Bit Angle Modulation or BAM for short is a method of driving LEDs and adjusting their brightness easily with a microcontroller. Here is how it works. If you want 255 levels of color you can break this into a 8-bit number. Each one of these bits is then a multiple of 2 longer than the first. The image below may help visualize what is going on. Each bit of the 8-bit number is one of the numbered boxes below. The numbers indicate the portion of the cycle the LED is on. There are 255 portions total which are broken down into groups of 128, 64, 32, 16, 8, 4, 2, & 1. Some examples will assist in explaining how this works. If we wanted 50% brightness or 1/2 of 255 = 128 the LED would be on for the 128 portion of the cycle below. If we want 62% brightness we need a value of 158, or 10011110 in binary. We would then turn the LED on for the 128, 16, 8, 4, and 2 time periods. If we wanted ~12% brightness we could use a value of 30 which would have the LED on for the 16, 8, 4, & 2 time periods. For this to work the cycle must be faster than the human eye and 120Hz is a good range to avoid any flicker. Code to make this all happen will be discussed later.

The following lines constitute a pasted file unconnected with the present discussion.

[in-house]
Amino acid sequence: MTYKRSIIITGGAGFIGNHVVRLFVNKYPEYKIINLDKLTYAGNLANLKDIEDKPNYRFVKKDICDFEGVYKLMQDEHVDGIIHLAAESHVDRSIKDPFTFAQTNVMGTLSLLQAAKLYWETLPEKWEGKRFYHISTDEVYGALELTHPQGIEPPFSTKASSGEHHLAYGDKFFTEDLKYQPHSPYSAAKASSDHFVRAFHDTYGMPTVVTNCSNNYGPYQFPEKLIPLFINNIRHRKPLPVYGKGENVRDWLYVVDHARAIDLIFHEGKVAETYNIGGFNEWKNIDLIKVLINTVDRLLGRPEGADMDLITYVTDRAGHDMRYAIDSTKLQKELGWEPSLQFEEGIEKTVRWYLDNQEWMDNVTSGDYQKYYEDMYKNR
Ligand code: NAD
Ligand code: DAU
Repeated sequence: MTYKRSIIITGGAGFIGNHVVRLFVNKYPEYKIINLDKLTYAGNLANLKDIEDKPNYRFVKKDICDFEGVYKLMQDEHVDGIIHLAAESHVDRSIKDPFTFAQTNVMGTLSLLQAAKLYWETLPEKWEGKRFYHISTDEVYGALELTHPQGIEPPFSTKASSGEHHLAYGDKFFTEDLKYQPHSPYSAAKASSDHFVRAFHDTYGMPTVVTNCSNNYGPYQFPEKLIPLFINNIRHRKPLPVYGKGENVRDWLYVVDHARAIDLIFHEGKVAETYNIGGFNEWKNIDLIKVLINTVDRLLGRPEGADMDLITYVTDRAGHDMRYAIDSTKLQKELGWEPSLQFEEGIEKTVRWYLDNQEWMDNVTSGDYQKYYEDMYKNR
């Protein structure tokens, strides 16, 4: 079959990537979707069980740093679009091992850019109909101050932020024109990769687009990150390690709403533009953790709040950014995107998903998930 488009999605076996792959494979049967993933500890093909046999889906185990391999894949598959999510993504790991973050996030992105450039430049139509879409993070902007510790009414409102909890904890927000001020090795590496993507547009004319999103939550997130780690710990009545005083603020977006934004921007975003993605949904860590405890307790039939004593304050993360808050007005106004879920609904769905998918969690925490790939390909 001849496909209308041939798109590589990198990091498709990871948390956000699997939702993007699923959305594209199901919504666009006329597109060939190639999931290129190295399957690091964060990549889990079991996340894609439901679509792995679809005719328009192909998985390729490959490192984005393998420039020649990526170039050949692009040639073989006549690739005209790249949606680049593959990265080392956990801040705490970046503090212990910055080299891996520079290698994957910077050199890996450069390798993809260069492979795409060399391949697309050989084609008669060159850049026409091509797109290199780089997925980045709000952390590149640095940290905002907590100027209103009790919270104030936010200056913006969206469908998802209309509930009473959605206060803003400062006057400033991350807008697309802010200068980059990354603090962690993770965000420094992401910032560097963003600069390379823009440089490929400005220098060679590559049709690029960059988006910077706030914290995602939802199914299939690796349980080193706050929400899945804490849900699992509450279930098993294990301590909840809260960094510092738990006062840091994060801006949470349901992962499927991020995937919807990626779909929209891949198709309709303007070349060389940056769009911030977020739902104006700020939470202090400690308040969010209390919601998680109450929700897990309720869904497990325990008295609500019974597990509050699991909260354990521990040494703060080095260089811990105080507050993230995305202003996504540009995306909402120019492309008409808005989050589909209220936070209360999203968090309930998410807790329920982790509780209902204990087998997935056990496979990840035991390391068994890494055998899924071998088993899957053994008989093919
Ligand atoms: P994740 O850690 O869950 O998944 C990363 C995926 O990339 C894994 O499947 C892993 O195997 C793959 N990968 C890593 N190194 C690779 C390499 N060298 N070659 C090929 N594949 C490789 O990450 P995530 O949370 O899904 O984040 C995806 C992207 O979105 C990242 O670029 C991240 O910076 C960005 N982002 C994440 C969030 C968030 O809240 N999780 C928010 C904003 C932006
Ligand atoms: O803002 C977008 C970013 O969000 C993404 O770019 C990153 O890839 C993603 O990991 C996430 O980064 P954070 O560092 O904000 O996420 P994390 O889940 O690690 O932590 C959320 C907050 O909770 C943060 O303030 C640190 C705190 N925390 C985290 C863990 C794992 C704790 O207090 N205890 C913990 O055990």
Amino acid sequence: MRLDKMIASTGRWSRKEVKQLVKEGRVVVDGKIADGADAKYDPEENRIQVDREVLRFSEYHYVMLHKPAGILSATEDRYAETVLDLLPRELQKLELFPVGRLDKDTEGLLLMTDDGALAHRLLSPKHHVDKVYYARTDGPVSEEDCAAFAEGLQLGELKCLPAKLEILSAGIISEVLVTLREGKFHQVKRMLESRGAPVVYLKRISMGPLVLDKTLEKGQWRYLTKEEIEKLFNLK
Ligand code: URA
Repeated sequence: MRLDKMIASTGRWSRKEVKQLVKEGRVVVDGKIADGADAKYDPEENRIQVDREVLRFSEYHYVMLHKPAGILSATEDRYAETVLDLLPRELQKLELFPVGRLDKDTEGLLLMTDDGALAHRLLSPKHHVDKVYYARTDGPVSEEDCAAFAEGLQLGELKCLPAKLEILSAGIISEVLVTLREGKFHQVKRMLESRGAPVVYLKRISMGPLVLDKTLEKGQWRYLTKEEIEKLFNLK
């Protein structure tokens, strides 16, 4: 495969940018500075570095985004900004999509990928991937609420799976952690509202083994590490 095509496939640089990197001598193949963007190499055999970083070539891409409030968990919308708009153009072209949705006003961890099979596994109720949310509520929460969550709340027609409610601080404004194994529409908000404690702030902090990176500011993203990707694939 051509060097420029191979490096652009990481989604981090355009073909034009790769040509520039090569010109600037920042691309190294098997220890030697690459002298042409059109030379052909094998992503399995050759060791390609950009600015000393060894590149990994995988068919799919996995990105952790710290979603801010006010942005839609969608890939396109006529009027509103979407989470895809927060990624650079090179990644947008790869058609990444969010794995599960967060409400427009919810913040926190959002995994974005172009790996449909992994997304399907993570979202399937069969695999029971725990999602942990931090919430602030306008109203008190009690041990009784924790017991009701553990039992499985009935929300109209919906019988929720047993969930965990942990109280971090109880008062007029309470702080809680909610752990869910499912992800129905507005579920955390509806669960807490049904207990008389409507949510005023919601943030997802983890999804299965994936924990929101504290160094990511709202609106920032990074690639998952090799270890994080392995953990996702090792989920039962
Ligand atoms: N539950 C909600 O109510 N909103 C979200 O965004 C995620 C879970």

I am currently working on a project that will control a string (or individual) RGB LEDs. The RGB LEDs I will be using contain separate Red, Green and Blue LEDs in a single housing. Mixing the amounts of current going through these three colors will vary the total color of the LED package. Doing a little research I found out that there are many different ways to control the brightness of RGB LEDs. Here are a few of them: Amplitude Modulation, Pulsed Amplitude Modulation, Phase Angle Modulation, Pulse Width Modulation (PWM), Frequency Modulation, and Bit Angle Modulation. I will need to investigate these methods of LED control, but I am currently leaning toward PWM or BAM.
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